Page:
‘Chase the Night’ from Sean Taylor - packed with gutsy music(September 07, 2013)
'Gutsy music' – music with attitude and presence. Loud or soft, heavy or gentle; some music just has guts. Through vocals, instrumentation, delivery or subject, it matters not how it arrives but when it does you know it. ‘Chase the Night’, the latest album from Sean Taylor is packed with 'gutsy music', telling its tales as rough as they come, no dressing, no protection for those of a nervous disposition. This is deep down, blues-edged folk – it’s music with meaning that cuts to the bone.
The man can play a guitar, no doubt about that. He can also craft a sharp composition, again no question. Sean also writes finely honed lyrics that possess a savage stinging edge delivered with the precision of a surgeon’s scalpel. Add equally incisive, susurrated and spoken vocals and you have an album worthy of a serious listen. The eponymous guitar-driven ‘Chase the Night’ opens and sets out Sean’s stall of insistent songs to take your attention, and like ‘Biddy Mulligans’ that follows, he lays out his view of the world he inhabits, with all that entails. As I said, this is ‘music with meaning’.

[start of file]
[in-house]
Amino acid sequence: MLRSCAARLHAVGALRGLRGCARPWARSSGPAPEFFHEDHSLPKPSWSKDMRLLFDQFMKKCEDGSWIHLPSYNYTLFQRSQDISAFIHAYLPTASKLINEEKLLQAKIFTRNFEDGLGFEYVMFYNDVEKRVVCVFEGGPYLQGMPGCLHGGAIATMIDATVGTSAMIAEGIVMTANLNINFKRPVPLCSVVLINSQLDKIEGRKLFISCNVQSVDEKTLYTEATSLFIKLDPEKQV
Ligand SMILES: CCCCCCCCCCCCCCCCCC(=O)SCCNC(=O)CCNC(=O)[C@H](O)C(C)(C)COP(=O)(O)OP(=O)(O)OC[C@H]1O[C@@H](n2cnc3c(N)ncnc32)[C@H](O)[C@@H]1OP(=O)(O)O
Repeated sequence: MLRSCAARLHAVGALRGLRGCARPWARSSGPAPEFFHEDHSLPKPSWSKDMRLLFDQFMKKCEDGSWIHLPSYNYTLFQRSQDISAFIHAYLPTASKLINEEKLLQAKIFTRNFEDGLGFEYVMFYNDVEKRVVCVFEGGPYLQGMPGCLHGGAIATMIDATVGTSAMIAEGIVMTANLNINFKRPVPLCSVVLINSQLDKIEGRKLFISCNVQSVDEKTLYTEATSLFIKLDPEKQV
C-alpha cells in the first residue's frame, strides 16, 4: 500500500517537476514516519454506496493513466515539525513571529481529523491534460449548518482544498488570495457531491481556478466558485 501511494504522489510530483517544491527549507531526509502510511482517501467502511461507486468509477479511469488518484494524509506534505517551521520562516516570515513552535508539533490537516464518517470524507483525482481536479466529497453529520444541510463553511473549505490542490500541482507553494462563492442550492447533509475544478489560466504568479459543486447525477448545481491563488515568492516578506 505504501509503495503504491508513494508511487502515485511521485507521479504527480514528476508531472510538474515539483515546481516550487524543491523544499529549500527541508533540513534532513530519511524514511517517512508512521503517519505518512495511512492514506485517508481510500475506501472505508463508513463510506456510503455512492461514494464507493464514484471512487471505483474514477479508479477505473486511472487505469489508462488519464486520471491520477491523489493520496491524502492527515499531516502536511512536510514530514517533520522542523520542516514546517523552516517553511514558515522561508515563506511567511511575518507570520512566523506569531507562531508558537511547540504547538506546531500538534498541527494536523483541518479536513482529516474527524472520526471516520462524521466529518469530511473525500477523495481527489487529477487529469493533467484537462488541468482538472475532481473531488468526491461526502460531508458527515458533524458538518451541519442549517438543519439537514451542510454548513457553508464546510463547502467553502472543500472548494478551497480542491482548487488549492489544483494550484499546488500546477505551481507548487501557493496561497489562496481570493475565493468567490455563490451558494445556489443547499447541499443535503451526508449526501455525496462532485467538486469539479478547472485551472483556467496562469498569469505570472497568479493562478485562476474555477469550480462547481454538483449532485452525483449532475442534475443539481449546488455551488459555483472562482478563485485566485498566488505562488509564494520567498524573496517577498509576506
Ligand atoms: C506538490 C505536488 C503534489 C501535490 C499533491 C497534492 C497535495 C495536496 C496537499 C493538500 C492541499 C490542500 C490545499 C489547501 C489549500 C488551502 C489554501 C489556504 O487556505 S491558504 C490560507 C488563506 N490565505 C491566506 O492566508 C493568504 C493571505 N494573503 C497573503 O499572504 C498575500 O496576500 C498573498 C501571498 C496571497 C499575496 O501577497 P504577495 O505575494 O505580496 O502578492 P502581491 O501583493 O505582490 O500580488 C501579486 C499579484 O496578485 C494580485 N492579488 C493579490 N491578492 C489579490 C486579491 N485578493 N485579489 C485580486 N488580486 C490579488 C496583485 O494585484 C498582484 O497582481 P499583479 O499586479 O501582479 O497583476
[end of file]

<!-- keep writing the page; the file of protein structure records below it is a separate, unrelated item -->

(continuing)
Reflecting on relationship is a recurring theme. The pains of hard love through ‘Love Bleeds’ lays funky harmonica cuts over an intoxicating beat with lyrics that pull no punches – “Just a Cain without an Abel or a cross without a nail …”. By contrast, ‘The Road’ shows a more mellow but equally poignant examination of relationship, and the gentle observation of ‘Save Me’ with its luscious melody hooks immediately. Closing with a spoken homage to the Thames and its surrounding city, and not to be taken lightly, ‘River’ is a tough, poetic reflection.
With ‘Chase the Night’, Sean has built on the promise of his earlier work, especially ‘Love Against Death’. If you haven’t come across his music before I suggest you do and if you have then ‘Chase the Night’ will not disappoint.
You can find Sean Taylor here: www.seantaylorsongs.com and ‘Chase the Night’ releases on 23rd September 2013.
Reviewer: Tim Carroll